The veterinary practice can be a dangerous place. It's full of shark-like clients who wear you down. And then there are competitors of your own species—team members who backstab, gossip and hinder, rather than help, at the hospital. But if team members are anything like their dolphin counterparts, cooperation might be better than competition.
A 25-year study of dolphin genetics and socialization habits has revealed that female dolphins that stick together with distant relatives or strangers in their pods fare better in reproduction. We know you're not fighting to procreate in the halls of your veterinary hospital, but there's more: Sticking together protects female dolphins in all sorts of hostile situations.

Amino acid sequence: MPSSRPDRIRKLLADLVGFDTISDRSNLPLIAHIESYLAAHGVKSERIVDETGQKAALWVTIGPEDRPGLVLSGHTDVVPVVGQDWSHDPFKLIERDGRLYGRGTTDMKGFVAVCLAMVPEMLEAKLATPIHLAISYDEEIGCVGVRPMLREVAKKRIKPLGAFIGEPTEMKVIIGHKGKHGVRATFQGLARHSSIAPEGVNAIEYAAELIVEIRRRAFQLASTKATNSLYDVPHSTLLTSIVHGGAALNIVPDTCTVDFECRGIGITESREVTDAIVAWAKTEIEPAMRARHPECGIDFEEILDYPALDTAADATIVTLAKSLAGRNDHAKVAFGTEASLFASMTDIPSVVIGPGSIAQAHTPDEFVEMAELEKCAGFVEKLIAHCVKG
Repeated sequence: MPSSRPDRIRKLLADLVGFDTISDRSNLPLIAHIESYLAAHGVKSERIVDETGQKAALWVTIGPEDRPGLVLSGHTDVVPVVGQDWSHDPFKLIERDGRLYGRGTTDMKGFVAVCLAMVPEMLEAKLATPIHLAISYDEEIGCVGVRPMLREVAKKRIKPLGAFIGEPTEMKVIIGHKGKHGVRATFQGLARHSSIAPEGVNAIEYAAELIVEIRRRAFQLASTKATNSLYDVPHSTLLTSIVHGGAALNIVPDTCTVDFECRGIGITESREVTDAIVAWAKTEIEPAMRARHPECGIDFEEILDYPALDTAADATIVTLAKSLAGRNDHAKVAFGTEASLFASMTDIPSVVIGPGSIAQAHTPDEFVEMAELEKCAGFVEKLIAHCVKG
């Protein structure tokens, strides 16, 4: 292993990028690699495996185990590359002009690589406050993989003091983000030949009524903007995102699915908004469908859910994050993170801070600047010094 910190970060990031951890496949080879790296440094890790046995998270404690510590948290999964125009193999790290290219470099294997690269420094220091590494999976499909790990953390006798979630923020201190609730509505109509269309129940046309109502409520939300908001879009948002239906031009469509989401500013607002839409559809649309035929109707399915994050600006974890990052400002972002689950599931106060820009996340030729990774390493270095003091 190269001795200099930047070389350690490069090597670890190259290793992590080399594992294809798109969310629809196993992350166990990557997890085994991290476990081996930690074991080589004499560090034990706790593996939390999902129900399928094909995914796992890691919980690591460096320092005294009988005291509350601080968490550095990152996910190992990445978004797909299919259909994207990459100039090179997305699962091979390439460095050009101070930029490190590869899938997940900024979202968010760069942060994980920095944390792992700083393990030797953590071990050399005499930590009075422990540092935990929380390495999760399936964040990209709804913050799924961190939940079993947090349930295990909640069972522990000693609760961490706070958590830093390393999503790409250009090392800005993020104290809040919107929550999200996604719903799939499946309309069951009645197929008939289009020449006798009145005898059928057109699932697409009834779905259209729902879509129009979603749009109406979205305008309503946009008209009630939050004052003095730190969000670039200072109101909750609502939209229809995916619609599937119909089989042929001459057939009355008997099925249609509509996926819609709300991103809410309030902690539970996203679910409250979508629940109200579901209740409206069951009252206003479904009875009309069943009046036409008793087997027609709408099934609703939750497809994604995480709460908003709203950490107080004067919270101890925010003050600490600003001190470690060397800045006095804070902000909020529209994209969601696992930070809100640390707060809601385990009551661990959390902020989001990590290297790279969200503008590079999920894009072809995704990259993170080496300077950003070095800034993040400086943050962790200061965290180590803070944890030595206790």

"Dolphins in this population are attacked by sharks, so protection by other females may help," says Australian researcher Bill Sherwin, PhD. "But the females may need protection against their own species as well, especially when they are younger."
Forget the back-biting. Women who watch each other's backs come out better in the end, whether it's dolphin pods in the sea or veterinary clinics in the suburbs.